The Ministry of Finance announced that teachers will obtain “financial advantages”, or a salary which is higher than the minimum wage, according a statement from the ministry.
The ministry made this statement in a response to allegations that teachers will not be included in the minimum wage system, which is scheduled to come into effect in January 2014.
In September, the cabinet decided to set a minimum wage of EGP 1,200 for public workers. Minister of Finance Ahmed Galal announced in October that government employee wages will range from EGP 1,201 to EGP 3,740, and that over 4.8 million workers will benefit from the minimum wage law.
The ministers of Finance and Education discussed adjusting the minimum wage level for teachers by increasing their salaries such that they can be covered by the public treasury, according to the statement.
“The interim government is committed to taking measures which contribute to raising the efficiency of the educational process through improving both wages and the work environment in schools,” the ministry stated.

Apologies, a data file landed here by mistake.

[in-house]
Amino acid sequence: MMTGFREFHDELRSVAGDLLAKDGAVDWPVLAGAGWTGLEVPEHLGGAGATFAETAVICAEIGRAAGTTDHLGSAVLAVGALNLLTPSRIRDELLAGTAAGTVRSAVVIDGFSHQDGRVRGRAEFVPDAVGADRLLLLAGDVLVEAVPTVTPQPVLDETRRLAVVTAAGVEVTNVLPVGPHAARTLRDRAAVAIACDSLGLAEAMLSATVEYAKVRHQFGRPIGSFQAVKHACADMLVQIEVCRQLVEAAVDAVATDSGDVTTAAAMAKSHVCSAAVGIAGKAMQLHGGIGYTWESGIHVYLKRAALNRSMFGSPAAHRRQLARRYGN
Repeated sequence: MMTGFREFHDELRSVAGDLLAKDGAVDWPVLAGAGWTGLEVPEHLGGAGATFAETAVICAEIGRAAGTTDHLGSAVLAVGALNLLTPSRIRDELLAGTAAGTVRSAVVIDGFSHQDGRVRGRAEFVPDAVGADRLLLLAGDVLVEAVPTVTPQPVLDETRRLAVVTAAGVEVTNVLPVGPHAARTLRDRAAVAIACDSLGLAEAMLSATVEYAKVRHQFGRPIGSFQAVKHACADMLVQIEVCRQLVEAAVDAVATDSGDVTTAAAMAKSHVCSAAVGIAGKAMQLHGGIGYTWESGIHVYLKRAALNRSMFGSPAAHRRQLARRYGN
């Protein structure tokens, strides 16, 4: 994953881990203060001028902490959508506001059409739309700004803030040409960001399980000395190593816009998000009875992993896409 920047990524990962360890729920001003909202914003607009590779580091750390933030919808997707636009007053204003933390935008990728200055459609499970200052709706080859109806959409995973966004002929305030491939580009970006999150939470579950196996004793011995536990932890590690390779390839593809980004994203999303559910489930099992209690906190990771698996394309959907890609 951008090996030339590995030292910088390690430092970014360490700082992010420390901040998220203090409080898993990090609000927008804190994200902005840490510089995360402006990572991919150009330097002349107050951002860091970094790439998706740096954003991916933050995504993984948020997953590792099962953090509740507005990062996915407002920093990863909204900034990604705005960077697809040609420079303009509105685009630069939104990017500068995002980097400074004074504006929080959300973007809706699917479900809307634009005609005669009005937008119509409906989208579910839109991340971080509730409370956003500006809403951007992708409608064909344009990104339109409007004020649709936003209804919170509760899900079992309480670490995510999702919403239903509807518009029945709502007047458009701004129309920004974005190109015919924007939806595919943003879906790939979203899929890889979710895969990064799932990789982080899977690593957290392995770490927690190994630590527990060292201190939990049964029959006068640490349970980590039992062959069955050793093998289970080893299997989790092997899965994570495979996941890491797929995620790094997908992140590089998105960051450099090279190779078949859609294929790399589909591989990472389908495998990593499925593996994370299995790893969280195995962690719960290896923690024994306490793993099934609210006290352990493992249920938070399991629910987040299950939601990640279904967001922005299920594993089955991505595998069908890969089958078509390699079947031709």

Teachers had organised a strike against the government under former Prime Minister Essam Sharaf in September 2011, demanding an increase in their wages and living standards. They demanded a minimum wage of EGP 1,200 and a 200% bonus for all public sector workers.
Tens of thousands of teachers participated in the strike, which lasted for weeks; however, the government cited economic difficulties as reasons for its inability to meet their demands. In September 2012, teachers organised another strike with similar demands.
In 2007, the education law was amended in a way that gives the government more authority over the appointment of teachers.
The economic ministerial group, headed by Prime Minister Hazem El-Beblawi, met on Tuesday to discuss measures for implementing the maximum and minimum wage law in January.
An official report from the finance ministry showed that public expenditure included EGP 141bn for wages and compensation in the 2012/2013 fiscal year, which represents a 14.8% increase from the preceding year.
According to Galal, implementing the minimum wage law will cost the public treasury upwards of EGP 20bn.
Meanwhile, the implementation of the minimum wage within the private sector is still under discussion between the government, businessmen, associations and investors.
The cabinet has set a maximum wage of EGP 42,000 for state officials, which is 35 times more than the minimum income level. However, Minister of Social Solidarity Ahmed El-Boraie had decided in November to exempt public banks and oil companies from the maximum wage law in order to allow the sectors to compete with their private counterparts.